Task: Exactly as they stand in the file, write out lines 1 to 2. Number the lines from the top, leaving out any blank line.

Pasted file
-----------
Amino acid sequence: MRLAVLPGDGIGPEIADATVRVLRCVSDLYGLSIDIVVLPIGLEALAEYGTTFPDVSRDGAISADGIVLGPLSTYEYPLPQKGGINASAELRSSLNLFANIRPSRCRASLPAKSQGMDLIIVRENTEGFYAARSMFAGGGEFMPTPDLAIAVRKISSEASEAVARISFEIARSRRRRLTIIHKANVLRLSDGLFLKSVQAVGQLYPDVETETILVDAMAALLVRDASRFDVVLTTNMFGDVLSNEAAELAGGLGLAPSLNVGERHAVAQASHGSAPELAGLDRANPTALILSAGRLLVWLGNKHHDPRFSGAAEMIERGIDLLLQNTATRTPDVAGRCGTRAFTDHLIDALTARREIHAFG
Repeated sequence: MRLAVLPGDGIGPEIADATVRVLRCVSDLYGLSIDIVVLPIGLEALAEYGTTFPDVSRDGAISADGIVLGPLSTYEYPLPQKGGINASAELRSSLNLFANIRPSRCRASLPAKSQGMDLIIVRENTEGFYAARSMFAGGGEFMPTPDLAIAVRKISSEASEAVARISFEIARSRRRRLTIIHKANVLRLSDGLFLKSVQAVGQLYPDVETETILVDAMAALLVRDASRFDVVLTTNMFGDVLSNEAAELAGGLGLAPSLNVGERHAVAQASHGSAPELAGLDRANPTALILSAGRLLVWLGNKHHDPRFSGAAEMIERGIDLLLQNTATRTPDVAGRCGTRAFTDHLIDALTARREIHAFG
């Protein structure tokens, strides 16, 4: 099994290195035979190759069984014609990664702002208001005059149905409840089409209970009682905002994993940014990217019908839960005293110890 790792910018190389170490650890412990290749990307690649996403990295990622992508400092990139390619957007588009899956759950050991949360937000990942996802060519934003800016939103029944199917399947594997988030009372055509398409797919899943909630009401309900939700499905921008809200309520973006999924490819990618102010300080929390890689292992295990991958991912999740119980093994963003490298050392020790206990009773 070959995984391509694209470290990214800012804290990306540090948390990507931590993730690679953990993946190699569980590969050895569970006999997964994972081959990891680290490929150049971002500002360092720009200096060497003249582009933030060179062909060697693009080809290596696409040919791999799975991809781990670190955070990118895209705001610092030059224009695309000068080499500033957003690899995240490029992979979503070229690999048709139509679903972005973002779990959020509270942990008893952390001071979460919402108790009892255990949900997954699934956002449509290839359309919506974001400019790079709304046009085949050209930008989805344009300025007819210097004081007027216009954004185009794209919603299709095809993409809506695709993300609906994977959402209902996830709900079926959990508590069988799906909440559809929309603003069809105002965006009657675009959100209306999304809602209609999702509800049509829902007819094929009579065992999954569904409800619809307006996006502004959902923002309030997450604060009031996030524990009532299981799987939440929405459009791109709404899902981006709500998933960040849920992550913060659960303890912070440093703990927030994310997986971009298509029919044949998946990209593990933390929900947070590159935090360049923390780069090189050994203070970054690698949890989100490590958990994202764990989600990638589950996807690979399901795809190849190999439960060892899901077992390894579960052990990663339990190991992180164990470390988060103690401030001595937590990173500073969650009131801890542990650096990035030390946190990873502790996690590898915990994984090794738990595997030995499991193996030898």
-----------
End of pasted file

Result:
Amino acid sequence: MRLAVLPGDGIGPEIADATVRVLRCVSDLYGLSIDIVVLPIGLEALAEYGTTFPDVSRDGAISADGIVLGPLSTYEYPLPQKGGINASAELRSSLNLFANIRPSRCRASLPAKSQGMDLIIVRENTEGFYAARSMFAGGGEFMPTPDLAIAVRKISSEASEAVARISFEIARSRRRRLTIIHKANVLRLSDGLFLKSVQAVGQLYPDVETETILVDAMAALLVRDASRFDVVLTTNMFGDVLSNEAAELAGGLGLAPSLNVGERHAVAQASHGSAPELAGLDRANPTALILSAGRLLVWLGNKHHDPRFSGAAEMIERGIDLLLQNTATRTPDVAGRCGTRAFTDHLIDALTARREIHAFG
Repeated sequence: MRLAVLPGDGIGPEIADATVRVLRCVSDLYGLSIDIVVLPIGLEALAEYGTTFPDVSRDGAISADGIVLGPLSTYEYPLPQKGGINASAELRSSLNLFANIRPSRCRASLPAKSQGMDLIIVRENTEGFYAARSMFAGGGEFMPTPDLAIAVRKISSEASEAVARISFEIARSRRRRLTIIHKANVLRLSDGLFLKSVQAVGQLYPDVETETILVDAMAALLVRDASRFDVVLTTNMFGDVLSNEAAELAGGLGLAPSLNVGERHAVAQASHGSAPELAGLDRANPTALILSAGRLLVWLGNKHHDPRFSGAAEMIERGIDLLLQNTATRTPDVAGRCGTRAFTDHLIDALTARREIHAFG